Anybody fancy a slice of fruitcake, best grab a jug of saké to wash it down with as this is an album that is going to be hard to digest even by arch nutters Sigh’s standards. The band never exactly started off normal and were one of the outsiders who drew me into this type of music in the first place thanks to UK label Cacophonous realising their brand of Infidel Art was worthy of exploring and lumping them in with a whole host of ground-breaking acts. I still have fond memories of their first couple of UK shows complete with ninja security kicking would be stage divers off as everyone got caught up in their black thrashing lunacy. By the time they were hitting things out the ballpark on albums such as ‘Imaginary Sonicscape’ we knew that frontman Mirai was a very strange chap indeed and was likely to continue pushing at genre conventions every step of the way, something he has steadfastly done leading up to this their eleventh bonkers incarnation. One thing that has been noticeable in recent years is that compatriot in crime and partner Dr. Mikannibal has hardly tethered the frontman and multi- instrumentalist in but just spurred him and his creativity on all the more into the realms of musical fantasy. Along with a hub of other creative musicians such as Yuichi Oshima a survivor of nuclear meltdowns and earthquakes, nothing here is quite what it seems. Best hang onto your hats before pressing play and be prepared for anything happening.
From the opening bars of ‘Alethia’ this is clearly identifiable as being the work of Sigh, the choppy rhythms, can be but one band. Having said that there is a large dollop of oriental flavouring here and it appears that the band are taking something in the way of ethnic musical topography from their homeland here including singing in Japanese for a change. Other facets like the trill of a flute show progressive and folk sides and the electronic vocorder effects yet another. It seems a bit more natural than heavier orchestrated work of late, no less beguiling and enchanting with it. I am sure the subject matter and narrative is fascinating although nothing is given away with the promo material making me any the wiser to that. Another thing Sigh seem to be mischievously adapt at is throwing in a sudden signature melody that sounds like it has escaped from a British and much loved hospital or cop drama from popular TV, listen out for it here, if my mind hasn’t done a fart, you will find it! Somehow disparate elements that shouldn’t go together do, perhaps it’s the mastery of the players but it all gels together in such a way that even a patch of ragtime blues at the end of the first song seems to come naturally, phew! With everything thrown into a melting pot of creativity I probably wouldn’t even have realised that ex Necrophagia (RIP Killjoy) collaborator Phil Anselmo pops up with some guest vocals amidst the madcap dash-a-thrash of the loopy ‘Homo Homini Lupus.’ Pure progressive guitar wizardry and Tullish flute infect as the mad dervish of ‘Hunters Not Horned’ takes hold, mushrooms have been added to that saké and vocals go from clean sweeps to goblin growls to match the schizophrenia of the music. Traditionalism merges with the more normal accoutrements of a band playing away and you should listen out for inclusion of instruments such as the Shamisen amidst the broiling, never standing still for a second musical canvas which bridges the decades between bygone times and modernism.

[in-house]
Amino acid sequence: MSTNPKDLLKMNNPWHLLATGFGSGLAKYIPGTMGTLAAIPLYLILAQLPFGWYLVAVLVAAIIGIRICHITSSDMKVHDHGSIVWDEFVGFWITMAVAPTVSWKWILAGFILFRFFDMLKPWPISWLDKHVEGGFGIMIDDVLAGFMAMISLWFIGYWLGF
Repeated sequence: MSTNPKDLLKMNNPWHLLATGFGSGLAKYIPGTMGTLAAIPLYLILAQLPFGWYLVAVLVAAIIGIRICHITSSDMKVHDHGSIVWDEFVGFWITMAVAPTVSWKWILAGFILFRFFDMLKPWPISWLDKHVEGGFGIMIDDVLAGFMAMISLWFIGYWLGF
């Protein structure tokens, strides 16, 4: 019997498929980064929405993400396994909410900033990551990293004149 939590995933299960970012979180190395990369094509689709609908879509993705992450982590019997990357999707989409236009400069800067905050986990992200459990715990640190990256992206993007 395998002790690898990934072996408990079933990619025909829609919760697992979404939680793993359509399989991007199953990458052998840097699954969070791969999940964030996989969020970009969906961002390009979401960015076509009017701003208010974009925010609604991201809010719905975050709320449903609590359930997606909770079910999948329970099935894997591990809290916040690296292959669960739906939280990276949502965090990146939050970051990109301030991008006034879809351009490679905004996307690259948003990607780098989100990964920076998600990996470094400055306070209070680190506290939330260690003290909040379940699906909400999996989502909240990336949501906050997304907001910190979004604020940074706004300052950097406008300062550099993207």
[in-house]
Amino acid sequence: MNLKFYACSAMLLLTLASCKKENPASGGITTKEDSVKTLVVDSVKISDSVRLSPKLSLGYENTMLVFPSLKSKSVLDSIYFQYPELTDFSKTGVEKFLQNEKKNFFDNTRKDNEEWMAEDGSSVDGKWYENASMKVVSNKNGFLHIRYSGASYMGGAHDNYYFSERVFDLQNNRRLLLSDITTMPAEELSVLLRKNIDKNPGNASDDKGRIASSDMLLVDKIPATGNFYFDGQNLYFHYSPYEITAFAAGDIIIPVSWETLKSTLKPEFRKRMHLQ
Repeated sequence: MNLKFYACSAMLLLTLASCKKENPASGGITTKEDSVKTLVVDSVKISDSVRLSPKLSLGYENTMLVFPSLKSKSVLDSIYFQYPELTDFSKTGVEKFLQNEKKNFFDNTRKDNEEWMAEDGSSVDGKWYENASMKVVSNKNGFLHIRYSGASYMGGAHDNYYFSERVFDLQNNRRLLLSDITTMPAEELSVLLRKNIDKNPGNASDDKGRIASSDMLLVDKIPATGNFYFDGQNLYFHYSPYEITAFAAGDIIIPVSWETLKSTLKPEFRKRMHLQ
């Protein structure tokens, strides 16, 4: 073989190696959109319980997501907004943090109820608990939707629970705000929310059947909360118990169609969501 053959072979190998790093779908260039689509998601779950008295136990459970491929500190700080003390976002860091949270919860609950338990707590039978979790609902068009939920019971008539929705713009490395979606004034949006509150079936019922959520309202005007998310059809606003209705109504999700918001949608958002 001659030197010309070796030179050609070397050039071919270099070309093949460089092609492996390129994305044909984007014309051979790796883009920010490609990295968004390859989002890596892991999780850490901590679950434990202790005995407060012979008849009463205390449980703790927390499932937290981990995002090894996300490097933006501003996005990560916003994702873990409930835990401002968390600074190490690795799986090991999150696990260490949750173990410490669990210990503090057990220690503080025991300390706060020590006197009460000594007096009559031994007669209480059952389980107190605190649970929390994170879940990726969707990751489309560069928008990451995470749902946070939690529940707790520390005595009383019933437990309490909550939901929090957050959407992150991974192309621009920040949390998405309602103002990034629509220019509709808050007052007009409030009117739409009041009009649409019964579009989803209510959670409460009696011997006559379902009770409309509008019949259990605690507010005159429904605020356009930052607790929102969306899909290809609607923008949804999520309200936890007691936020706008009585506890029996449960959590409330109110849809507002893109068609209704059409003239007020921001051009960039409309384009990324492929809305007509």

Those looking for the \\\metal/// will find it amidst the huge stew of everything else hitting from all angles. Sigh have not forgotten how to blackly thrash, they just do it in an odd way as on the rasping melee of ‘In Memories Delusiona.’ Play along to the guitar and find yourself tied up in complex knots, head exploding as you try and catch up with it all and keep any semblance of sanity. Devils and demons have infected the vocal chords too or perhaps a Tengu would be a more apt description. The triptych that is the three part Heresy trilogy is frankly odd, a slow brooding mystical trip into slow psychedelia and even dub with many nuances heard previously in Sigh’s imperial musical kingdom seeping in between the lines. Best advice is mong out for a while and go with the experimental flow. As far as the second part in particular is concerned I’m also reminded a bit of Mirai’s more horror orientated work with Enoch and Goblins Be Thine era Necrophagia. Speaking of horror is a certain theme ‘phantasm’agorically etched into ‘Hands Of The String Puller?’ I have a vision of the tall man every time I hear it and am sure Mr Angus Scrimm would approve whatever dimension he currently resides in. Everything leads to the final ten minute title track but let’s leave something for the mystery and imagination, after all I have gone way beyond things in a review that could have been summed up in 2 words “delightfully bonkers!”
All that still needs to still be said, is someone get them over here again, Damnation Festival 2008 was way too long ago.
(8.5/10 Pete Woods)